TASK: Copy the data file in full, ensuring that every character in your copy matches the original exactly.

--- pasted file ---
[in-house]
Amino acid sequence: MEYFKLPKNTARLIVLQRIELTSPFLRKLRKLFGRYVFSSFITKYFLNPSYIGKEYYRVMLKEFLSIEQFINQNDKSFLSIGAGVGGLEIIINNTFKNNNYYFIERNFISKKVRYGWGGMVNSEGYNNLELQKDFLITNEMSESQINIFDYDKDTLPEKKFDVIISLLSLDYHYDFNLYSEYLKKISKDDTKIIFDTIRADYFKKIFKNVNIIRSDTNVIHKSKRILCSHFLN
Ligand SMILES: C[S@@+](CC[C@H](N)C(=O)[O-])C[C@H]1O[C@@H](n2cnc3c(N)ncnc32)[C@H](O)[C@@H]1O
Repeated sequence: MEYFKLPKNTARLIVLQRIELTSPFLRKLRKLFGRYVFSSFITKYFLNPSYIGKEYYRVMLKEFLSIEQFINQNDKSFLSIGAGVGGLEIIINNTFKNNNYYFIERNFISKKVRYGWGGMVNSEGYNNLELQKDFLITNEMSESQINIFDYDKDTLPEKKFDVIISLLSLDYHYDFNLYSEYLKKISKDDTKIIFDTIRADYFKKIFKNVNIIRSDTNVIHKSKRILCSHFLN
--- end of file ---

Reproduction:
[in-house]
Amino acid sequence: MEYFKLPKNTARLIVLQRIELTSPFLRKLRKLFGRYVFSSFITKYFLNPSYIGKEYYRVMLKEFLSIEQFINQNDKSFLSIGAGVGGLEIIINNTFKNNNYYFIERNFISKKVRYGWGGMVNSEGYNNLELQKDFLITNEMSESQINIFDYDKDTLPEKKFDVIISLLSLDYHYDFNLYSEYLKKISKDDTKIIFDTIRADYFKKIFKNVNIIRSDTNVIHKSKRILCSHFLN
Ligand SMILES: C[S@@+](CC[C@H](N)C(=O)[O-])C[C@H]1O[C@@H](n2cnc3c(N)ncnc32)[C@H](O)[C@@H]1O
Repeated sequence: MEYFKLPKNTARLIVLQRIELTSPFLRKLRKLFGRYVFSSFITKYFLNPSYIGKEYYRVMLKEFLSIEQFINQNDKSFLSIGAGVGGLEIIINNTFKNNNYYFIERNFISKKVRYGWGGMVNSEGYNNLELQKDFLITNEMSESQINIFDYDKDTLPEKKFDVIISLLSLDYHYDFNLYSEYLKKISKDDTKIIFDTIRADYFKKIFKNVNIIRSDTNVIHKSKRILCSHFLN